So I wrote a convenience function called MakeWordLists(). Enter in a character vector that includes any combination of “gi”, “afinn”, and “liu”, and the function will download the lists (GI and AFINN from their respective sites, the Liu list from my Github account since Liu’s lists were originally compressed into a RAR archive and I can’t figure out how to automate the decompression of RAR files from within R), de-dupe them, alter the words to make them usable as regular expressions (more that below), and de-conflict them with the list of English stop words available from the `tm` package. The function gives as its output a list of positive words, and list of negative words, and a list of stop words that won’t conflict with the positive or negative lists.

The last time I ran this (I don’t know how often any of the sources update their lists), all three lists combined contained 3472 positive words and 7211 negative words. After just removing obvious duplicates (anything that appeared more than once in the combined lists), those numbers dropped to 2723 and 5658. After cleaning and fitting for regular expressions, the final list contained 1501 positive word patterns and 3140 negative word patterns, for a total difference of 3740 words (about  44% of the what was there after simply de-duping).

I mentioned regular expressions, which I see as the best way to deal with messy text data and to avoid reliance on individual-word matches when doing things like sentiment analysis. The original lists made some assumptions about how people would write certain words. For example, “user-friendly” could also be written as “user friendly” or “userfriendly”. Regular expressions allow us to find any instance where the words “user” and “friendly” are separated by a hyphen, a space, or nothing at all. Regular expressions also allow us to take advantage of the `tm` (and `Snowball`) packages’ stemming capabilities. Stemming takes words like “undoubted” and “undoubtedly” and shortens them both to “undoubt”. If working just with straightforward whole-word matching, we’d have to stem whatever documents we wanted to analyze since I don’t think anyone uses the word “undoubt” all by itself without any affixes. With regular expression we can match any instance where a word starts with “undoubt”, and so catch “undoubted” and “undoubtedly” with the same pattern.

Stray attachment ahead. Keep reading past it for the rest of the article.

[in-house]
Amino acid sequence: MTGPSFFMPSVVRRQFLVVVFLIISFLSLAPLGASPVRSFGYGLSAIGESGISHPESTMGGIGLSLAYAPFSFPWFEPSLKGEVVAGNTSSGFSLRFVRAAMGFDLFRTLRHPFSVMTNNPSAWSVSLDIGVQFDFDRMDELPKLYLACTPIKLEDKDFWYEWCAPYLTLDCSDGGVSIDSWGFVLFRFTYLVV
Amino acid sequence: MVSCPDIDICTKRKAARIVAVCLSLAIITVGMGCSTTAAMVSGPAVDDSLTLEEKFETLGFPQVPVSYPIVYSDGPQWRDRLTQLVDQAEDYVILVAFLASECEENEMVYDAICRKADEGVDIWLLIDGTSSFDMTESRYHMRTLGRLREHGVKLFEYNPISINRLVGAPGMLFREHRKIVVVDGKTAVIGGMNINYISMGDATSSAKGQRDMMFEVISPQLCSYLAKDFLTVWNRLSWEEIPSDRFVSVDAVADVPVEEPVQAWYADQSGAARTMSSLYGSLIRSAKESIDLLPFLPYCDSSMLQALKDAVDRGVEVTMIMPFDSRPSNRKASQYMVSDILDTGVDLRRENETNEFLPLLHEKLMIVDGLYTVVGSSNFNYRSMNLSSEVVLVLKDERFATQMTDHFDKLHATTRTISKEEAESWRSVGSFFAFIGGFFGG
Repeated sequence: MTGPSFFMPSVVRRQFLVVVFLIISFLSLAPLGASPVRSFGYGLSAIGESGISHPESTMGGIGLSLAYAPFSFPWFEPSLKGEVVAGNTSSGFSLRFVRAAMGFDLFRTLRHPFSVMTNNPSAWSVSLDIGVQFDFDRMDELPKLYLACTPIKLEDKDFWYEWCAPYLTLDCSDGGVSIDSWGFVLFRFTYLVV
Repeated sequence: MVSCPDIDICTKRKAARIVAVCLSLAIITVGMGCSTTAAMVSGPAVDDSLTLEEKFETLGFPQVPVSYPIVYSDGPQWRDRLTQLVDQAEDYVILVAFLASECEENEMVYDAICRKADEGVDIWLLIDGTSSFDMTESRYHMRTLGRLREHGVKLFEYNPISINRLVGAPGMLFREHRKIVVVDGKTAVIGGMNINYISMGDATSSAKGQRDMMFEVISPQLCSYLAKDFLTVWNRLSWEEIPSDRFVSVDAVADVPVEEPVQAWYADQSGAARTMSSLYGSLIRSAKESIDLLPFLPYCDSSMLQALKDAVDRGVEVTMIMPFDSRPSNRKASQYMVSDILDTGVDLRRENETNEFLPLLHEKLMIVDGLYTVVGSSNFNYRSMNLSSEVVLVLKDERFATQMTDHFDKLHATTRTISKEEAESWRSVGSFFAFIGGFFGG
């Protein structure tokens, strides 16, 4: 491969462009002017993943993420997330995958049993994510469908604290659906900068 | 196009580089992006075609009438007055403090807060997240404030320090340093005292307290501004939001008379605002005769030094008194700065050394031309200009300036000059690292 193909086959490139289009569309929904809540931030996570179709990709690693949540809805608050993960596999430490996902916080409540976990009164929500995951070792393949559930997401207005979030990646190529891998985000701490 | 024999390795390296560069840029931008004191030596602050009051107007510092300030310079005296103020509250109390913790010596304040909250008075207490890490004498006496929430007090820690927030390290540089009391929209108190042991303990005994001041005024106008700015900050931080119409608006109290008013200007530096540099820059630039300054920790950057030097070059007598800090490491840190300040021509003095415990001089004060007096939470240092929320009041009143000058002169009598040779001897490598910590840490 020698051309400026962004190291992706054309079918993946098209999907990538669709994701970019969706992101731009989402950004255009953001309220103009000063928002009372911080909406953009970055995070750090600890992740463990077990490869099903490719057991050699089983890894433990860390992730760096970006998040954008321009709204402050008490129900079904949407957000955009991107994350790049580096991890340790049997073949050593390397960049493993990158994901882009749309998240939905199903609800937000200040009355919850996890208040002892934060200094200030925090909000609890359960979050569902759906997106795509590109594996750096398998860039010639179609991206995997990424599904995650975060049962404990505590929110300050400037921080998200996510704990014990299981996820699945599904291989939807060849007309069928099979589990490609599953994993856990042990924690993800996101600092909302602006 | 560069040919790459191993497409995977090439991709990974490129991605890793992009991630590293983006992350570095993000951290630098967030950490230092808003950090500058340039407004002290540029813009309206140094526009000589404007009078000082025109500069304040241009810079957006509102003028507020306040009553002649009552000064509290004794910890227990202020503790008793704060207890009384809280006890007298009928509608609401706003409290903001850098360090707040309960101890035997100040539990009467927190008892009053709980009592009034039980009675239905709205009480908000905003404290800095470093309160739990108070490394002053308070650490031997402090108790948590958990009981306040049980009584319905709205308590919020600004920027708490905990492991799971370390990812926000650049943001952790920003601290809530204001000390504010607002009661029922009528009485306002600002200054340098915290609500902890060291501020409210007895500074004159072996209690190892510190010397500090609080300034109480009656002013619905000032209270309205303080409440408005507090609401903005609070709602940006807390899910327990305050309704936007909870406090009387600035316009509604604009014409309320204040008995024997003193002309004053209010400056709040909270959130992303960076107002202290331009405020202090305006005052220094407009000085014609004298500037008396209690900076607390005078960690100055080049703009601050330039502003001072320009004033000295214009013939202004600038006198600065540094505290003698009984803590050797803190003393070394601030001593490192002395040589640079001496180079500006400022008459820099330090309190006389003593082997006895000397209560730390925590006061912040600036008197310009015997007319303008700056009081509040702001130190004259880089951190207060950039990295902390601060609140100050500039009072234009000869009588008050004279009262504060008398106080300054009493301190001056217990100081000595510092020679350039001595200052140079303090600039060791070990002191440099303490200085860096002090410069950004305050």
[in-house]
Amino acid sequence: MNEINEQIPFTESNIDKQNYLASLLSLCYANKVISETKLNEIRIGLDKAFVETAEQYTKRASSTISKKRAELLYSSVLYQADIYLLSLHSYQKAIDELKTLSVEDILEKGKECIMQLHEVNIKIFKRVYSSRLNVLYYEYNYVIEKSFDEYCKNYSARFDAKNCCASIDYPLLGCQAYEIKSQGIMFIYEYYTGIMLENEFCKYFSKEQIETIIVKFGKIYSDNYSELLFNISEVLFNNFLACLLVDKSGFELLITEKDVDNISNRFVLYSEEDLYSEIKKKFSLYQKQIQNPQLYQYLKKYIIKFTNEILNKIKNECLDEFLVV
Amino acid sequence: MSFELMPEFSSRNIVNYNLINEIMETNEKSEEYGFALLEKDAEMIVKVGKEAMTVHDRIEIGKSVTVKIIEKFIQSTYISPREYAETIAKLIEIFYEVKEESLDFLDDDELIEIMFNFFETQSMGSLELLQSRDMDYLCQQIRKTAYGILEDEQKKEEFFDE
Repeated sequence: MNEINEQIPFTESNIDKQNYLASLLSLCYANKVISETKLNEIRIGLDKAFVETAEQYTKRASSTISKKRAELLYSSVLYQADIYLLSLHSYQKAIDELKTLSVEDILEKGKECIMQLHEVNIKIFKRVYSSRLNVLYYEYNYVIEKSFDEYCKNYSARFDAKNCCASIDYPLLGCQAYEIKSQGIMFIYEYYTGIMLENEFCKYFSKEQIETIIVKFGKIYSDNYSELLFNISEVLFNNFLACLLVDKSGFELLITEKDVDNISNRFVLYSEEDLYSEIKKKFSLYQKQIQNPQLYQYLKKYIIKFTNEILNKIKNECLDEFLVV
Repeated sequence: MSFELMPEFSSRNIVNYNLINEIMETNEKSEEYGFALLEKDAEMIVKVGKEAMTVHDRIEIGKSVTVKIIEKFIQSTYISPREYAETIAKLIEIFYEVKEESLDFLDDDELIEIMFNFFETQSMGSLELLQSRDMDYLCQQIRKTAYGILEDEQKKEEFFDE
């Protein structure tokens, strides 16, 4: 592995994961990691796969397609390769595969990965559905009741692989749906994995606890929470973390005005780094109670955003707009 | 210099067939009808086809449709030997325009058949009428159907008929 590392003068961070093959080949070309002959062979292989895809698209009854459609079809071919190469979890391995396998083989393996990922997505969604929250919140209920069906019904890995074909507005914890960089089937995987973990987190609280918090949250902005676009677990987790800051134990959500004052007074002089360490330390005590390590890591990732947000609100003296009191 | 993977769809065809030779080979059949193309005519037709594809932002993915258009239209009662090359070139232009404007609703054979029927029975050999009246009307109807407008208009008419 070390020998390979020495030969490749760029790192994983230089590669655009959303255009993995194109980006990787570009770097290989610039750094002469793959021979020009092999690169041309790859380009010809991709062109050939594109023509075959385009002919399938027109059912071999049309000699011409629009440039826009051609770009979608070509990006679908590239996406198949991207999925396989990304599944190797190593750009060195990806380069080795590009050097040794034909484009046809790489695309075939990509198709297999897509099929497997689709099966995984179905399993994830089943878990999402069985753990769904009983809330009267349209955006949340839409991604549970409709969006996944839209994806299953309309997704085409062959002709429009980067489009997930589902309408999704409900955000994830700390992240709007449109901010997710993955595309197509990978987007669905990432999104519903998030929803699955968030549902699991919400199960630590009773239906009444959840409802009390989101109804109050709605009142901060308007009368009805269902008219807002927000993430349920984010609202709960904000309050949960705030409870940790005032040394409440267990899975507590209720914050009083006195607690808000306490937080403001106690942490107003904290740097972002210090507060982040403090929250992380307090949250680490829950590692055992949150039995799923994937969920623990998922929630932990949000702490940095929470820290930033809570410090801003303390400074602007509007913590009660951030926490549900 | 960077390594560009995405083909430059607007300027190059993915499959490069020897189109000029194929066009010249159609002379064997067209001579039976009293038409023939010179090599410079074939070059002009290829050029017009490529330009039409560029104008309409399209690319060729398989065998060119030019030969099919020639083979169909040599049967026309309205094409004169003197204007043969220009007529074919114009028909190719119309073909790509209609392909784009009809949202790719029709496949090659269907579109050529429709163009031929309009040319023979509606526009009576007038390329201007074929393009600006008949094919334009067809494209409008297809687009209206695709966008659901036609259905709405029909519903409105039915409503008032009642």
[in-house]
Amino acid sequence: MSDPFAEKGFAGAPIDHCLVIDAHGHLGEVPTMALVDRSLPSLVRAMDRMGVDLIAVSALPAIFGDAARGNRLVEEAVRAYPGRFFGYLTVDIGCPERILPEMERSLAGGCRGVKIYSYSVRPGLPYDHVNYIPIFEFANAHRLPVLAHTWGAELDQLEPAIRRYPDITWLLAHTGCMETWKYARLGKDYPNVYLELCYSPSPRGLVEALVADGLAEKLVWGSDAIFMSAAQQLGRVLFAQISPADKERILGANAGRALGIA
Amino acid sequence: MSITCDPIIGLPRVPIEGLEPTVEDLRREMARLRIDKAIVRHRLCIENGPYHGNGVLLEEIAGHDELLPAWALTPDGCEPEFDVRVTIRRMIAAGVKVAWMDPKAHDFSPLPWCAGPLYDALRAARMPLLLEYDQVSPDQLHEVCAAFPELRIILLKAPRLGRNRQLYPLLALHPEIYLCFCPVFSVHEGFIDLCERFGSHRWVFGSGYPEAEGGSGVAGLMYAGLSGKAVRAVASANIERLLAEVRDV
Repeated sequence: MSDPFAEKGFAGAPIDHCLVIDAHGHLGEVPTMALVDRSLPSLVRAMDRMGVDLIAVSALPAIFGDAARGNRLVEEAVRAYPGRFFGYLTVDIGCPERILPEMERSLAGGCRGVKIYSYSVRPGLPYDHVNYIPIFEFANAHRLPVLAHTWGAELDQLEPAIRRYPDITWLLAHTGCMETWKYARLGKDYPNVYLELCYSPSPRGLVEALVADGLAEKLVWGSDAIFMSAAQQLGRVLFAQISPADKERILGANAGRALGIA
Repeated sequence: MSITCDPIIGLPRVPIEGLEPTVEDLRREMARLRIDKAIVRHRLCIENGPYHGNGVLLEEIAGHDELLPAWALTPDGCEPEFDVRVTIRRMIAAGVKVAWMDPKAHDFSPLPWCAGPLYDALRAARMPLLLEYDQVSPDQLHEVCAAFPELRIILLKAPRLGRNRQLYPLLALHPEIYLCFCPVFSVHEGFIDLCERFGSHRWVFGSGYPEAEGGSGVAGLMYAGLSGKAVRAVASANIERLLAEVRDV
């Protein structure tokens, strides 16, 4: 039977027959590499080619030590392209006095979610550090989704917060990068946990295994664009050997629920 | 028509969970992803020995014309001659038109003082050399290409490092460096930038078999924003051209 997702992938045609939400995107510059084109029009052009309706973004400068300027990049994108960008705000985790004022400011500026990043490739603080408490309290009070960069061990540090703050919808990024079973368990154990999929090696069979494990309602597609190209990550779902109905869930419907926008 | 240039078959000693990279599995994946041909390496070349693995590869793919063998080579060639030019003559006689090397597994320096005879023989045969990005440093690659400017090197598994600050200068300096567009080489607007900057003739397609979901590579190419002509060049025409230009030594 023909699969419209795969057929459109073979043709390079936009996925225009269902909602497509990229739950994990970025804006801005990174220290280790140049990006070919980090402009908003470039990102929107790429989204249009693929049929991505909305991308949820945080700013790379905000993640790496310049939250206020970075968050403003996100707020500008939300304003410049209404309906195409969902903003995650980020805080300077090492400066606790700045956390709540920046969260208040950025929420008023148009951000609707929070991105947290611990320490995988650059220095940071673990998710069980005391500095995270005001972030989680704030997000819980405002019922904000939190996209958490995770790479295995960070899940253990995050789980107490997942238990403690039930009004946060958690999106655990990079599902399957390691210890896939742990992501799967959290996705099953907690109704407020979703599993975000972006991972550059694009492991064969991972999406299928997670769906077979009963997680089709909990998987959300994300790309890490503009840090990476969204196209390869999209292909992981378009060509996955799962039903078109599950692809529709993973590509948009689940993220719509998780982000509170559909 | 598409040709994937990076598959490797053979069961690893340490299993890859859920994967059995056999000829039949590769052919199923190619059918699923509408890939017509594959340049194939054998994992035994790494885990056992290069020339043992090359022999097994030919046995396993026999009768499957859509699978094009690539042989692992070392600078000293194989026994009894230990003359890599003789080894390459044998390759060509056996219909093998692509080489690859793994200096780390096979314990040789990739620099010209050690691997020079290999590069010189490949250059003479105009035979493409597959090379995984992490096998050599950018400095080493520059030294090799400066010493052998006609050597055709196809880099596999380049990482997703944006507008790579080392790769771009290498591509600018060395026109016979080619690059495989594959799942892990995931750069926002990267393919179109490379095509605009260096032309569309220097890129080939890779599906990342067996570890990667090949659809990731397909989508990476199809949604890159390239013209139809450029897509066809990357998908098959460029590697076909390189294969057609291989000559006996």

I also threw in a couple other goodies, such as allowing words with commonly-repeated characters to be matched no matter how many times the character is repeated (so we can match “wow” and “woooooooooow” and everything in between).

Once we have the pattern lists, we can analyze some actual texts. The GetSentiment() function takes three arguments – a vector of texts, a vector of positive patterns, and  vector of negative patterns – and gives a variety of measures summarizing how many times those positive and negative patterns appear in each text: